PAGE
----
Exploring the information needs of people with mild dementia and their care partner, post-diagnosis at a Memory Clinic.
Hitchcock, Lara Suzanne
Background It is essential that information needs are met throughout the dementia continuum to improve the quality of life of both the care partner and person with dementia. A crucial information opportunity is soon after diagnosis to enable both parties to make sense of the diagnosis and plan for the future. Limited research exists on identifying the information needs of patients and their care partner post-diagnosis of dementia, particularly from the perspective of people with dementia, and there has been none identified involving a New Zealand Memory Clinic. Aims This study aimed to explore the information needs of people with dementia and their care partner, and their experience of gaining verbal and printed information following the diagnosis of dementia at the Canterbury District Health Board (CDHB) Memory Clinic. The broader objective is to use the findings to inform clinical practice. Methods This study utilised the qualitative Appreciative Inquiry (AI) research framework. The sample was randomly selected and comprised of six dyads of people diagnosed with dementia who attended a Memory Clinic in 2016 and their care partners. Data were collected through one-to-one semi-structured interviews and thematically analysed. Findings The attitudes of the healthcare professional had a positive or negative effect on how care partners experienced receiving information. The healthcare professional’s attitude was less of an issue for the person living with dementia; however, the person with dementia valued being given information in a clear and easy to understand way. Information needs are individual regarding amount, format and environment, but a strong theme was that more information is needed about progression at the mild stages of dementia, to allow the person to plan for the future. All of the care partners highlighted the stress they were under and, despite finding the local dementia organisation beneficial for support and information, there was a need for ongoing Memory Clinic follow-up. Conclusions This study contributed to the minimal research available and identified that people living with dementia and their care partners have individual information needs, and that it is essential to meet these needs to enable the person with dementia to live well. Some people living with dementia want more information on their diagnosis; however, many are reliant on their care partners for information. Healthcare professionals also need to be aware that many care partners of those in the mild stage are experiencing significant carer stress and need ongoing, face-to face contact and information post-diagnosis, to enable them to meet the changing needs of the person with dementia throughout the continuum. The number of people living with dementia is set to triple in the next thirty years: therefore, it is essential that healthcare professionals identify, and be flexible and respond to, the individual’s information needs, to reduce carer stress and improve the quality of life of people with dementia.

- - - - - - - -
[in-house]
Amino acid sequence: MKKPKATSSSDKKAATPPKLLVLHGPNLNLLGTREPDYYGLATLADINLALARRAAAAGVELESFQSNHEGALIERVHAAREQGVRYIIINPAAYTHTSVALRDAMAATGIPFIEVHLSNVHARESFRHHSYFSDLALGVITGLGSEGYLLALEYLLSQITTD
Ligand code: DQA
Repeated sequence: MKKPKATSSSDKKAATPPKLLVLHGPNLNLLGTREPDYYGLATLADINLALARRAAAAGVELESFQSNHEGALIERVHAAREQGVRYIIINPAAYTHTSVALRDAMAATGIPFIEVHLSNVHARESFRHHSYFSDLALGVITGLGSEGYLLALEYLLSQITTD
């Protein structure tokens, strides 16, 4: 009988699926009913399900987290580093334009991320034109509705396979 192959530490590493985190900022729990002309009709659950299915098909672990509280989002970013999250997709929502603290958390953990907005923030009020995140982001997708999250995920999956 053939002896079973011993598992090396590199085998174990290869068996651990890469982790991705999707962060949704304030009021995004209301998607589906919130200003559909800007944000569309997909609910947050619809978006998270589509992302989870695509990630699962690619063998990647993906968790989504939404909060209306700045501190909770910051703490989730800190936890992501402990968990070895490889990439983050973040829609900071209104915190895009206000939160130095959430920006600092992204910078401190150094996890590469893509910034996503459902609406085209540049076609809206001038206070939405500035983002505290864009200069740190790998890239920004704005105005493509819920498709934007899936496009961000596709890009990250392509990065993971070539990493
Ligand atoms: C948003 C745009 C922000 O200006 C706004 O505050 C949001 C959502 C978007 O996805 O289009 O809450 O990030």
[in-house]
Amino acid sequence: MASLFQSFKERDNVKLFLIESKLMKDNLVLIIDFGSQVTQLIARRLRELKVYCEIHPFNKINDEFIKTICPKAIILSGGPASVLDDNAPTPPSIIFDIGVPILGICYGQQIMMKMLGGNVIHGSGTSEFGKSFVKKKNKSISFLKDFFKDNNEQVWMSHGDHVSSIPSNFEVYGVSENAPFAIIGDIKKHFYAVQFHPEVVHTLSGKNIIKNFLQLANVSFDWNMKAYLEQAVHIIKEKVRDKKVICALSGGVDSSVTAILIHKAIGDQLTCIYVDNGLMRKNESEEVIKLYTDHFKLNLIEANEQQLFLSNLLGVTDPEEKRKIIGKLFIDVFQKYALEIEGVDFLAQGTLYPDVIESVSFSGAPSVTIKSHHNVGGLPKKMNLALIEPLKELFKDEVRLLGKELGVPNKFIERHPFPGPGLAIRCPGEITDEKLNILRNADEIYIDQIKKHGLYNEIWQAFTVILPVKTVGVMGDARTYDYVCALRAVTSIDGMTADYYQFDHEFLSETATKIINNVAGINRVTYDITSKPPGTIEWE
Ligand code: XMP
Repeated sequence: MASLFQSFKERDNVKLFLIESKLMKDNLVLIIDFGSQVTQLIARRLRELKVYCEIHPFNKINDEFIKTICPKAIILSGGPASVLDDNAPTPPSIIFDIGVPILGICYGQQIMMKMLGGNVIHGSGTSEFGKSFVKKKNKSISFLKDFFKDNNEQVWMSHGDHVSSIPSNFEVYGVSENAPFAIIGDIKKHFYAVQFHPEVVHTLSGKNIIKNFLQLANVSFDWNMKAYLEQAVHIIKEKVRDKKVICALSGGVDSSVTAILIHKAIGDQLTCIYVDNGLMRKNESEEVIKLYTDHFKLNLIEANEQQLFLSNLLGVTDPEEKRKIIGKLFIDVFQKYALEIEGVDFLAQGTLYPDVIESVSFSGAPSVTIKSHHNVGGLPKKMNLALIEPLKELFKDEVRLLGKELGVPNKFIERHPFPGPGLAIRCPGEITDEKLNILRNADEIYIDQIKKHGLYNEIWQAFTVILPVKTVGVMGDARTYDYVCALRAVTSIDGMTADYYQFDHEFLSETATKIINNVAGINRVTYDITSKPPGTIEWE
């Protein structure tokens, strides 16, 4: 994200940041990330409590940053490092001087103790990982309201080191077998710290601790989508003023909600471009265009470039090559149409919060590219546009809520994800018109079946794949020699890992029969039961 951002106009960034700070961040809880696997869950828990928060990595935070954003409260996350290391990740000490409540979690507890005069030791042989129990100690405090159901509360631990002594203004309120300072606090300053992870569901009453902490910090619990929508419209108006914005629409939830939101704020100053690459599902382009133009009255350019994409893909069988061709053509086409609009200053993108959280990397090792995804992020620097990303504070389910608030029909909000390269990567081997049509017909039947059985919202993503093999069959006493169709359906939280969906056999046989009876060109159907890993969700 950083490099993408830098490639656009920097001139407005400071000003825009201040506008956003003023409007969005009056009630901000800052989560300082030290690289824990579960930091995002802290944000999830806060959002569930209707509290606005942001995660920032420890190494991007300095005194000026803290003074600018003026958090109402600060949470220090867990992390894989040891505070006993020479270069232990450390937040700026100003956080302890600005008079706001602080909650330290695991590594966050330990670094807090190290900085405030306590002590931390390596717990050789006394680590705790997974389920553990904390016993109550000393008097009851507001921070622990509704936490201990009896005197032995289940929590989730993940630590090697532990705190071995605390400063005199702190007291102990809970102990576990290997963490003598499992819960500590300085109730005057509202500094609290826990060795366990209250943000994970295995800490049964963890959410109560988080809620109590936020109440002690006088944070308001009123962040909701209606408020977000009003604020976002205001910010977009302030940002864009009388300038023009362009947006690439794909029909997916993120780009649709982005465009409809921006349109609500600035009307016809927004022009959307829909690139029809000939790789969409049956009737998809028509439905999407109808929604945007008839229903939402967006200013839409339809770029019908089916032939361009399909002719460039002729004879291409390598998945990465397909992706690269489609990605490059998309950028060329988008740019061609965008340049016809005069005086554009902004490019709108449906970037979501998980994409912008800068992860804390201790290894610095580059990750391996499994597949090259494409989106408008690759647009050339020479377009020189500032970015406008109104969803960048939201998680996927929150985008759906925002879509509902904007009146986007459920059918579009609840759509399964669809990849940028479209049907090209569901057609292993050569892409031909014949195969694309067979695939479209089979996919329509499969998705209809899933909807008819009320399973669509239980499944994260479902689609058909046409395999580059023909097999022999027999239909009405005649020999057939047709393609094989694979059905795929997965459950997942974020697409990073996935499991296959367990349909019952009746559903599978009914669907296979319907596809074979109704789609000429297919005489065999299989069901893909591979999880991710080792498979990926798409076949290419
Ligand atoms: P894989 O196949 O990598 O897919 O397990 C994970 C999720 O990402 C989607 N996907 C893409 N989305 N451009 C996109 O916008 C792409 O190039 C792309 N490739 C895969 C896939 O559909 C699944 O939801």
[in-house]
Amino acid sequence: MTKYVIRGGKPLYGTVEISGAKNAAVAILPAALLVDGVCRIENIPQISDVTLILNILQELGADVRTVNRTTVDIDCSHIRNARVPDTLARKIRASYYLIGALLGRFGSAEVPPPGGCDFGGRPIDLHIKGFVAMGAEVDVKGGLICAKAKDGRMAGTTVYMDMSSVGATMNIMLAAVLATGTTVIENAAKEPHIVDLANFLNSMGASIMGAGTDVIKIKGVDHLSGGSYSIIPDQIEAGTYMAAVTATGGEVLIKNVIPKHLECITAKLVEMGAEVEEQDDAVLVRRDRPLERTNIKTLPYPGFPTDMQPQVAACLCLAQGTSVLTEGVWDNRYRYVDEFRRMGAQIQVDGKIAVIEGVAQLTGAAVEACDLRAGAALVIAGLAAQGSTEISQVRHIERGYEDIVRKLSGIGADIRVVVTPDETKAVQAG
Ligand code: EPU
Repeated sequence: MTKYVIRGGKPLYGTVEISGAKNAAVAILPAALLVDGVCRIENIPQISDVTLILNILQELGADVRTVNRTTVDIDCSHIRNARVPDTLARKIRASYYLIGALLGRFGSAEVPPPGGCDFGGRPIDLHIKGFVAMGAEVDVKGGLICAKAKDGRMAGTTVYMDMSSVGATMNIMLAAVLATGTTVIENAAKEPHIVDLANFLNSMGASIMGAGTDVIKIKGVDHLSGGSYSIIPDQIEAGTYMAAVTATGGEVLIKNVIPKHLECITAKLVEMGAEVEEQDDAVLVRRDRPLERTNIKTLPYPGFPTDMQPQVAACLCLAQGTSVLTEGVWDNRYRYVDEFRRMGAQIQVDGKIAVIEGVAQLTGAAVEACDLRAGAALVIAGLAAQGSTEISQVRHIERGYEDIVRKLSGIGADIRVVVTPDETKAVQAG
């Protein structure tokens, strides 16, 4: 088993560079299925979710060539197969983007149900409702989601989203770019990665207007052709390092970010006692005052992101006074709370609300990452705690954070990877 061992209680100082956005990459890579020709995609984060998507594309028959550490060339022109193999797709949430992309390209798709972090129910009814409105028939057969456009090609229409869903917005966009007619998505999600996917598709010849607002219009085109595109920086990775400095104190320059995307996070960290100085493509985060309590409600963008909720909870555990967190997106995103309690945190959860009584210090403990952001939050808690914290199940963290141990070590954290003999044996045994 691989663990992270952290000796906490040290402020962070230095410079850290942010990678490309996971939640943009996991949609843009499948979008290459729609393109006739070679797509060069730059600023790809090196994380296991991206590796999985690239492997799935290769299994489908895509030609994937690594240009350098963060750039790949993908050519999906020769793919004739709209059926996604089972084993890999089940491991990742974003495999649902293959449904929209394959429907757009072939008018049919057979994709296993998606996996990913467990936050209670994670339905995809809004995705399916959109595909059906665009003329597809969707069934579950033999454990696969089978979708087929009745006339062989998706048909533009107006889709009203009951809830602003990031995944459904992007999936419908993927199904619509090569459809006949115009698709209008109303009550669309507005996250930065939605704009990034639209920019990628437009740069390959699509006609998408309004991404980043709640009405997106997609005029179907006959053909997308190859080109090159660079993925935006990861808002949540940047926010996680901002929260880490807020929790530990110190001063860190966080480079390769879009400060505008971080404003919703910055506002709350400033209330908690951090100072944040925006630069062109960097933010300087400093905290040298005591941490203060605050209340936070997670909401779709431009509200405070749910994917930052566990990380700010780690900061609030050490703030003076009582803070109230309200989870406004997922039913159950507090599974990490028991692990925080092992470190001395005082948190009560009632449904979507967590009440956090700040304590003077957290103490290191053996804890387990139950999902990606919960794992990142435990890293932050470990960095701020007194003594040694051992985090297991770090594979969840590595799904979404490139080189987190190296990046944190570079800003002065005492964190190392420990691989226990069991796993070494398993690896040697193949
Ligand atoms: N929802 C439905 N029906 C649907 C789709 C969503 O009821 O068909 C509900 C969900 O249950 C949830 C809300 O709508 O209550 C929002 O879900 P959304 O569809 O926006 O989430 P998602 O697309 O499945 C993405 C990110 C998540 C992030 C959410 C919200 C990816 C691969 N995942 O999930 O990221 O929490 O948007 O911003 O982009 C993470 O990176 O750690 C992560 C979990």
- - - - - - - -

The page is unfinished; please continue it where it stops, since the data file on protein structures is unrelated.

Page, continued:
Advisor: Maskill, Virginia; Gee, Susan
Degree Name: Master of Health Sciences
Degree Discipline: University of Otago, Christchurch School of Medicine and Health Sciences, Centre for Postgraduate Nursing
Publisher: University of Otago
Keywords: Information needs; Dementia; Care partners; Memory Clinic
Research Type: Thesis